Antonym: The Spy Pigeon Edition
A professor once told me, American history isn’t long but it is very wide. That’s how a week feels at the moment, geopolitically, professionally and in the unfolding of mind-blowing technologies. Writing Antonym feels like a water station on an ultramarathon, a moment to check progress, note emerging issues, and steel your resolve for the next leg. (BTW: If you’ve not seen it, watch The Barkley Marathons on Netflix for the maddest ultramarathon story, it’s brilliant.)
So, let’s grab an energy drink, scoff a pan of cheesy pasta and change our socks while we take stock of where we’ve got to…
The Consternation Game
The big AI news events this week – the US President’s Executive Order and the Bletchley Park AI Summit – are people talking about doing or not doing stuff. Elon Musk reckons BLAH and he told it to the UK prime minister so that’s NEWS.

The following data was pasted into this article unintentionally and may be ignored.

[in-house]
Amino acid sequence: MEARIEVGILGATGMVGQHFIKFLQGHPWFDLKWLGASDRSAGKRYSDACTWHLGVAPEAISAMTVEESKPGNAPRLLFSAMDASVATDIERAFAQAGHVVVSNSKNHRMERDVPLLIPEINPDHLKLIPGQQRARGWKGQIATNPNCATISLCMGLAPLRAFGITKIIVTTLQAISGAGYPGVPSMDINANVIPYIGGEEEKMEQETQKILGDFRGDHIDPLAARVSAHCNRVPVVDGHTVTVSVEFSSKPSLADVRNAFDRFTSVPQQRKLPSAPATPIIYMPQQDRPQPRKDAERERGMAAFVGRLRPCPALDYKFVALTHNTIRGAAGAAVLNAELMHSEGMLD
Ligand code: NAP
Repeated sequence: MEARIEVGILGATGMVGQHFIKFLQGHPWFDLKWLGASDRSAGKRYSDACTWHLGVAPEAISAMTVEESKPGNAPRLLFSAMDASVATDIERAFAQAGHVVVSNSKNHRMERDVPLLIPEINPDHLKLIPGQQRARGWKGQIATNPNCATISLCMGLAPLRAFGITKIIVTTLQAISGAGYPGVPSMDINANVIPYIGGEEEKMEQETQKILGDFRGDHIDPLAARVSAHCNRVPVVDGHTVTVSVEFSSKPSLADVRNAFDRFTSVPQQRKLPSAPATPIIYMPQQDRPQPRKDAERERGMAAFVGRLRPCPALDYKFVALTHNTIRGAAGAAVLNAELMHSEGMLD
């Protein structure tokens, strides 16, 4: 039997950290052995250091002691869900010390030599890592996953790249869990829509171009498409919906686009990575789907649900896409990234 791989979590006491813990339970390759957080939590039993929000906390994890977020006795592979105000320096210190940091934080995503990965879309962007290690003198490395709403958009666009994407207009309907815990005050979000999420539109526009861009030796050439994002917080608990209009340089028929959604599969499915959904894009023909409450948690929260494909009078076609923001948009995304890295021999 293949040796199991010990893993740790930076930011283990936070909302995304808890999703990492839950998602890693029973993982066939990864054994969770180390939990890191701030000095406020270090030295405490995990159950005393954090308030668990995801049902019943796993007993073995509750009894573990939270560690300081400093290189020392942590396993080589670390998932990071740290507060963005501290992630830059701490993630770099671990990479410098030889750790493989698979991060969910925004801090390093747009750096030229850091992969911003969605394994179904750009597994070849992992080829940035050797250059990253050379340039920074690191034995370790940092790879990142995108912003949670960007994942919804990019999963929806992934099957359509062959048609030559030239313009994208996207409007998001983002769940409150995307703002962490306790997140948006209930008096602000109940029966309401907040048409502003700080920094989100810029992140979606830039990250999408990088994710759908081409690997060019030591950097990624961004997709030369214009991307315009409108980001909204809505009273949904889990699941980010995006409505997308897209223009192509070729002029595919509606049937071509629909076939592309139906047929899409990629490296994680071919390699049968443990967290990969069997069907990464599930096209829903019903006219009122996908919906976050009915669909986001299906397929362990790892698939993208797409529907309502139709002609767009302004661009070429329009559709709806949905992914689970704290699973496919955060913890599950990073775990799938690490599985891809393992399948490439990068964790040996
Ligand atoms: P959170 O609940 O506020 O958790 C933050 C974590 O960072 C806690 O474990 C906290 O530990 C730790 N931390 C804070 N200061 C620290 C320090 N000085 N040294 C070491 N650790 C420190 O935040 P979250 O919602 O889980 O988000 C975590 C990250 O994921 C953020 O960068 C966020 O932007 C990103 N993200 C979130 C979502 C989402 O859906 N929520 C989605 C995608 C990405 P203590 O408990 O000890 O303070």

Elon’s opinions may be caveated with the qualifier that he also believes George Soros’s charitable foundation is trying to destroy Western Civilisation. It’s like Howard Hughes turning up at a 1960s nuclear arms summit meeting and everyone reporting his thoughts while trying to ignore his Mormon minders / blood donors and extremely long fingernails.
Looking back at October 2023 historians may see what ordinary people were actually doing with AI as more notable than the pronouncements of policy and stealth job interviews. The real change is going on under the surface.
For instance, this week I had a voice conversation about product design with ChatGPT while walking my dogs in the park. I learned things and it challenged me to think again about my approach to some work. This is incredible, and it is just scratching the surface.
Call your agent
Describing the trajectory of generative AI innovation in the last Brilliant Noise webinar, a crude model for how general use will evolve was: